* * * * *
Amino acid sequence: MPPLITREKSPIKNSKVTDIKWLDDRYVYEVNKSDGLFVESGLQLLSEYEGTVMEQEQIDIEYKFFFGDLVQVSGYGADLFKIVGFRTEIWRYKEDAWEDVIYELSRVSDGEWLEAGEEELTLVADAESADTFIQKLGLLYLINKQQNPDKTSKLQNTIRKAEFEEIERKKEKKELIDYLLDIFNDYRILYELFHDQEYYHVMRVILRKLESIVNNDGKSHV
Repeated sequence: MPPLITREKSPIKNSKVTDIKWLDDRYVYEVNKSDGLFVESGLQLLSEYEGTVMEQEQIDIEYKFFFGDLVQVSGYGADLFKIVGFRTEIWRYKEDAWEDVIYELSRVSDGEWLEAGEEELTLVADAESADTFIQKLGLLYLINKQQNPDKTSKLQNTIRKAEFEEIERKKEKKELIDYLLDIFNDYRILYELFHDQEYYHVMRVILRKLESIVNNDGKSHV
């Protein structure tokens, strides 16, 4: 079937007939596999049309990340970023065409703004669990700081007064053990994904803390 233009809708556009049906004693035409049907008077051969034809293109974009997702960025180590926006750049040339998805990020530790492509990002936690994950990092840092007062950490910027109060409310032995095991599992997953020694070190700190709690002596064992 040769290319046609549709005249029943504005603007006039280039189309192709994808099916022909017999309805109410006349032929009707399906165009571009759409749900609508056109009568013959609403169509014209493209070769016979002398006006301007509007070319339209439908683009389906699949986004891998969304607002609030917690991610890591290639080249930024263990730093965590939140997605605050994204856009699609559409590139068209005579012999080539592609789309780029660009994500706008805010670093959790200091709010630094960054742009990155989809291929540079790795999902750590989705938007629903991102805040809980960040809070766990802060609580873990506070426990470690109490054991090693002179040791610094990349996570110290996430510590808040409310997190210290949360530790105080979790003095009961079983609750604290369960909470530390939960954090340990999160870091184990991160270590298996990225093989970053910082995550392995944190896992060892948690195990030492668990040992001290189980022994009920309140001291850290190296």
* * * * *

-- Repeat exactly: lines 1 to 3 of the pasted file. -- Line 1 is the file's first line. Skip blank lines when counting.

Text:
Amino acid sequence: MPPLITREKSPIKNSKVTDIKWLDDRYVYEVNKSDGLFVESGLQLLSEYEGTVMEQEQIDIEYKFFFGDLVQVSGYGADLFKIVGFRTEIWRYKEDAWEDVIYELSRVSDGEWLEAGEEELTLVADAESADTFIQKLGLLYLINKQQNPDKTSKLQNTIRKAEFEEIERKKEKKELIDYLLDIFNDYRILYELFHDQEYYHVMRVILRKLESIVNNDGKSHV
Repeated sequence: MPPLITREKSPIKNSKVTDIKWLDDRYVYEVNKSDGLFVESGLQLLSEYEGTVMEQEQIDIEYKFFFGDLVQVSGYGADLFKIVGFRTEIWRYKEDAWEDVIYELSRVSDGEWLEAGEEELTLVADAESADTFIQKLGLLYLINKQQNPDKTSKLQNTIRKAEFEEIERKKEKKELIDYLLDIFNDYRILYELFHDQEYYHVMRVILRKLESIVNNDGKSHV
């Protein structure tokens, strides 16, 4: 079937007939596999049309990340970023065409703004669990700081007064053990994904803390 233009809708556009049906004693035409049907008077051969034809293109974009997702960025180590926006750049040339998805990020530790492509990002936690994950990092840092007062950490910027109060409310032995095991599992997953020694070190700190709690002596064992 040769290319046609549709005249029943504005603007006039280039189309192709994808099916022909017999309805109410006349032929009707399906165009571009759409749900609508056109009568013959609403169509014209493209070769016979002398006006301007509007070319339209439908683009389906699949986004891998969304607002609030917690991610890591290639080249930024263990730093965590939140997605605050994204856009699609559409590139068209005579012999080539592609789309780029660009994500706008805010670093959790200091709010630094960054742009990155989809291929540079790795999902750590989705938007629903991102805040809980960040809070766990802060609580873990506070426990470690109490054991090693002179040791610094990349996570110290996430510590808040409310997190210290949360530790105080979790003095009961079983609750604290369960909470530390939960954090340990999160870091184990991160270590298996990225093989970053910082995550392995944190896992060892948690195990030492668990040992001290189980022994009920309140001291850290190296």